The United States hopes Thailand's political crisis will come to an end following the Thai constitutional court's verdict calling for the prime minister to step down, the State Department said Tuesday.
"We certainly hope it will eventually lead to a resolution of the crisis," State Department deputy spokesman Robert Wood told a news briefing.
"Basically, it's an internal Thai matter that's being dealt with under ... the Thai constitutional court," Wood said, adding that "we're following the situation very closely. And we'll have to see how things play out."
Thailand's anti-government People's Alliance for Democracy (PAD)held mass protests and besieged the suvarnabhumi and Don Mueang airports in a showdown to topple the government. It led to a large number of flight cancellations which stranded tens of thousands of foreign travelers.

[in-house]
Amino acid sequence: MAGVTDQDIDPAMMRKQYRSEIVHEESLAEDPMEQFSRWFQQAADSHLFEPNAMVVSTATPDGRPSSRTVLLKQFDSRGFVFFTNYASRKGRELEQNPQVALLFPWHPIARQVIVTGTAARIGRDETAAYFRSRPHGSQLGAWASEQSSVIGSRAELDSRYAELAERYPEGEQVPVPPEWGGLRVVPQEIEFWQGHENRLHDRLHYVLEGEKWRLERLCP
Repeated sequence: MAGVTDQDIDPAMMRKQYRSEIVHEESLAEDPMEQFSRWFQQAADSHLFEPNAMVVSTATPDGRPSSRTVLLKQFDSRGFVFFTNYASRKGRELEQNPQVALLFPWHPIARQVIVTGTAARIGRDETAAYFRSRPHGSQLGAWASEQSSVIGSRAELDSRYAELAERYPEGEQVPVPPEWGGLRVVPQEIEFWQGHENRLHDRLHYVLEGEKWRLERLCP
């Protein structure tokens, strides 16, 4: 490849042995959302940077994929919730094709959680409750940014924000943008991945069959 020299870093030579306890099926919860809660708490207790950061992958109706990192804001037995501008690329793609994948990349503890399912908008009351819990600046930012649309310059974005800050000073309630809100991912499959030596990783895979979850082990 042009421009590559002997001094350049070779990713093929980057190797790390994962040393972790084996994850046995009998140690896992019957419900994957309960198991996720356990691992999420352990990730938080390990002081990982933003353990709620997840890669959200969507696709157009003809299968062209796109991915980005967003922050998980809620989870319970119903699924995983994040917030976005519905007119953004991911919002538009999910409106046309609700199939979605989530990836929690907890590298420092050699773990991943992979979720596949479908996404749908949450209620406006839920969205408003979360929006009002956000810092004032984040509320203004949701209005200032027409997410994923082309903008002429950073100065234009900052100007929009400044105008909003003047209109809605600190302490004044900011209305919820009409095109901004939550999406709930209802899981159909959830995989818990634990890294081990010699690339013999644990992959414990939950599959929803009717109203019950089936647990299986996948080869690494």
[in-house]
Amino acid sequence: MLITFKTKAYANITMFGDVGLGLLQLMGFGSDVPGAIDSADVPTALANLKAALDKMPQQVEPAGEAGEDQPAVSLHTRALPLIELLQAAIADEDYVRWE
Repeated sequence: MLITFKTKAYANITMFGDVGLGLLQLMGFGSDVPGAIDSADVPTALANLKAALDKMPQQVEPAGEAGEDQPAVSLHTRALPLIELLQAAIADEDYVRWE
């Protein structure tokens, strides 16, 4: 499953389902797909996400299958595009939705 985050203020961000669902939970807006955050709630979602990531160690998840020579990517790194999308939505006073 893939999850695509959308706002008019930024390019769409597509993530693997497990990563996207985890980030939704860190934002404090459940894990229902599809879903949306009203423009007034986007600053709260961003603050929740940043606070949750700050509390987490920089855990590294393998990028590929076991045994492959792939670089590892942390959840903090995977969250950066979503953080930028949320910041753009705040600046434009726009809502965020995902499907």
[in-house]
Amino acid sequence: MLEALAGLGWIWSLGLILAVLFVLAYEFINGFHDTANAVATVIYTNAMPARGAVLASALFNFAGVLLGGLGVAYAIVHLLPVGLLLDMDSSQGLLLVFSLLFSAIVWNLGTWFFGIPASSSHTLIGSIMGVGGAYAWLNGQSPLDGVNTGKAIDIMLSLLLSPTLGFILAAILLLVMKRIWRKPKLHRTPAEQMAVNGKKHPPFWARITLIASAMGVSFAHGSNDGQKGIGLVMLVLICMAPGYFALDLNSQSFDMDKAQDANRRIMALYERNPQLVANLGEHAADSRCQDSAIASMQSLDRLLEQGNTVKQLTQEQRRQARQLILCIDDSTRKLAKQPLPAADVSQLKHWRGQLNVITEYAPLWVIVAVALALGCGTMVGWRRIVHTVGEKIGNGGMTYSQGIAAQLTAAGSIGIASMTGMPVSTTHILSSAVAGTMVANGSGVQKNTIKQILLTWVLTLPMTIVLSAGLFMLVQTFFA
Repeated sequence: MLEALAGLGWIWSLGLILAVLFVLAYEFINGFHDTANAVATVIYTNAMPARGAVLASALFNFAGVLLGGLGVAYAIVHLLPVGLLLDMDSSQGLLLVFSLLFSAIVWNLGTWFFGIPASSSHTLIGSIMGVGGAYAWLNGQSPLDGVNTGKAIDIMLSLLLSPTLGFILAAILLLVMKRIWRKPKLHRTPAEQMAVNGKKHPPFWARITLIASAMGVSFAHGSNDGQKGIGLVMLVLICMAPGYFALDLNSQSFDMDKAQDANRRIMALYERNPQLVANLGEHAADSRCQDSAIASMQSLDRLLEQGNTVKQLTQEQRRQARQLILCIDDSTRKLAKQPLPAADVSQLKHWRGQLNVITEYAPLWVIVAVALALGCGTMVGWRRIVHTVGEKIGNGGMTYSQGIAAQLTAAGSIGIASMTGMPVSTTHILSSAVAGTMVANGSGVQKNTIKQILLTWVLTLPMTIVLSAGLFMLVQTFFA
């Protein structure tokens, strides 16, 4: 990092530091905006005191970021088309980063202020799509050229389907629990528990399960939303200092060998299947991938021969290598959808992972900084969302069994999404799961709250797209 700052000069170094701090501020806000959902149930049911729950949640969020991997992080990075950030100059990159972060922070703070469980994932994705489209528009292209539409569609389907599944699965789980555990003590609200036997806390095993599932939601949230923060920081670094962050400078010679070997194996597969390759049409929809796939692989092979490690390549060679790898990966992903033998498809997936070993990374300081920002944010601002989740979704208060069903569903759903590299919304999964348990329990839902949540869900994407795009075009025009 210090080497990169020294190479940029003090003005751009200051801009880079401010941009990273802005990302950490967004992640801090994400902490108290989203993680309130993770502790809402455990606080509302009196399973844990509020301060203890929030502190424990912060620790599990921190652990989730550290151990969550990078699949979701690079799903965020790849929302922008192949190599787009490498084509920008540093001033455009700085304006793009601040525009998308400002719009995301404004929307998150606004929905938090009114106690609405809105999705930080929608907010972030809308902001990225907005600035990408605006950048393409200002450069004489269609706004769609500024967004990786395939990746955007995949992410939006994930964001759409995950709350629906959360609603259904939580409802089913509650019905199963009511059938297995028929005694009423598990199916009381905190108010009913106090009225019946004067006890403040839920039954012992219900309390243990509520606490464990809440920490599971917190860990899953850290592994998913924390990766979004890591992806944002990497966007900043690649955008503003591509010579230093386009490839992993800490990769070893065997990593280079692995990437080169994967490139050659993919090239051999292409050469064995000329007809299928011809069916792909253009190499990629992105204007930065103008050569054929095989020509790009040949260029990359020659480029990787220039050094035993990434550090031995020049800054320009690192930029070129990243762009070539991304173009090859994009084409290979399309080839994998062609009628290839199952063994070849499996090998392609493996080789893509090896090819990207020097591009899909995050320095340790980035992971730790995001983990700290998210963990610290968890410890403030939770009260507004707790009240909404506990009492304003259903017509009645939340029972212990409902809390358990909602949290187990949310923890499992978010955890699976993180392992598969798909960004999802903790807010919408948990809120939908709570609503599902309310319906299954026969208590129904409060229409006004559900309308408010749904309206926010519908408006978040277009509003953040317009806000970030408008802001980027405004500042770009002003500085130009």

The country's Constitution Court on Tuesday said the three ruling parties in the coalition government -- People Power Party (PPP), Chart Thai Party and Matchima Thipataya Party were guilty of electoral fraud. It ordered them to be dissolved.
All three party's executives were banned from the electoral process for five years as punishment in line with the 2007 Constitution.
The verdict effectively removes Prime Minister Somchai Wongsawat from his post as the government's leader.